City braces for Sean Bell verdict

Sharpton & Bell's fiance called for peace at rally today
April 23, 2008 6:59:53 PM PDT
It is a big week in the Sean Bell shooting case. The judge will deliver his verdict on Friday...deciding the fate of the three police officers on trial. However, it turns out, already, there are calls for peace. When police killed an unarmed African immigrant in a hail of 41 bullets in 1999, outrage was rampant on the streets of New York.

About 1,200 people were arrested, including elected officials and celebrities, during a month of daily protests. Thousands more marched through the city after the officers were acquitted in Amadou Diallo's death.

Nine years later, three officers will learn their fate on Friday in another case of audacious police firepower - 50 shots aimed at an unarmed black man at his wedding day. The city is bracing for more protests if the officers are acquitted.

This time, however, the mood is muted.

The New York Police Department has downplayed reports that 1,000 officers will be deployed outside the courthouse in Queens and also near the spot where Sean Bell was killed hours before his wedding.

NYPD spokesman Paul Browne declined to specify any plans. The department, though "always ready for any eventuality," doesn't expect serious trouble, he said.

The mood has been tempered by several factors. Racial tensions in the city are low compared to the Diallo era, when then-Mayor Rudy Giuliani had poor relations with the black community. And in the Bell case, two of the officers are black, making it less racially charged.

Mayor Michael Bloomberg has said he believes calm will prevail after the verdict.

"My expectation is that no matter what the decision is, everybody will act in a dignified manner no matter what they think," the mayor said.

The Rev. Al Sharpton has appeared Wednesday on the steps of City Hall with two friends of Bell who were seriously injured in the shooting "to call on the community to give the criminal justice system a chance to work."

Bell, 23, and the two companions were shot on Nov. 25, 2006, after a bachelor party at a seedy strip club in Queens that police had targeted for an undercover vice operation.

Says Bell's fiance, Nicole Paultre Bell said "Nothing will ever bring Sean back. ... I pray the right decision is made Friday."

The defense claims that undercover officer Gescard Isnora, who was posing as a club patron, believed a gunfight involving Bell and his friends was brewing when he confronted them as they entered Bell's car and identified himself as an officer. He and the other officers opened fire after Bell violently pulled away and crashed into an unmarked police van.

The prosecution has portrayed the defendants as trigger-happy cowboys who shot first and made up a reason for it later when they realized no gun was in the car. The surviving victims testified they were shocked when a stranger in street clothes - Isnora - confronted them and began shooting without warning.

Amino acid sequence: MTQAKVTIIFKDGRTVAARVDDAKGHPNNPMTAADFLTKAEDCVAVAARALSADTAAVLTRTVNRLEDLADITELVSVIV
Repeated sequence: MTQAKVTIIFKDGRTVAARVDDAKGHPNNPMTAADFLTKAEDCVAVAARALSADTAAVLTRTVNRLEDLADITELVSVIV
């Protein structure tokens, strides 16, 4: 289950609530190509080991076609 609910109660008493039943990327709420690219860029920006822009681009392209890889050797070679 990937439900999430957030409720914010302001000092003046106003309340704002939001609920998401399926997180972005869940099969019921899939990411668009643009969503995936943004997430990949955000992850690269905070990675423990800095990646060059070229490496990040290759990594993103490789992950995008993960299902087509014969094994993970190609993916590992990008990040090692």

The three detectives charged with manslaughter, assault and reckless endangerment opted to have a judge, state Supreme Court Justice Arthur Cooperman, decide their case instead of a jury.

If convicted, Isnora and Michael Oliver up to 25 years in prison; Marc Cooper s up to one year on the lesser endangerment count. If acquitted, the officers still could be hit with departmental charges and possible dismissal from the force, and the city still must contend with multimillion-dollar civil lawsuits brought by the families of the victims.

The slaying of Bell has drawn obvious comparisons to that of Diallo: Both victims were young black men gunned down while minding their own business - Diallo was on his doorstep reaching for his wallet when he was shot. In both cases, the victims were shot by officers who claimed their targets were acting suspiciously and that deadly force was necessary.

The onslaught of pretrial publicity in the Diallo case convinced an appeals court to move the trial of four officers to Albany, where a jury cleared them following a trial 2000. The news prompted protesters to take to the streets in Manhattan and elsewhere in New York, resulting in about 100 arrests.

The Rev. Herbert Daughtry, who helped orchestrate widespread civil disobedience over Diallo's killing, said protesters "were flocking in to get arrested" at the demonstrations.

After Bell's killing, there was a peaceful march involving several thousand people - many drawing comparisons to the Diallo case - as Sharpton rallied support for the victim's grieving fiancee and parents. Demonstrations after that were small, sporadic and uneventful.

When it comes to the Bell case and protests, "The stamina's not there," said Norman Siegel, a lawyer and longtime civil rights advocate.

Siegel theorized that police critics, disappointed that the Diallo case failed to result in meaningful reforms, have retreated because "they don't think the script is going to be any different."

Both Siegel and Daughtry said the mass anti-police protests in 1999 were fueled in part by the indifference of Bloomberg's combative, ceaselessly pro-law enforcement predecessor, Giuliani. By contrast, Bloomberg was quick to meet with black and religious leaders, afterward telling reporters, "It sounds like to me like excessive force was used."

Daughtry said no matter how the case concludes, he'll focus on comforting Bell's family.

"When the marching feet stop marching, the cameras stop clicking, when all the shouting dies down, this family will still have to deal with the that their young son is dead," he said.


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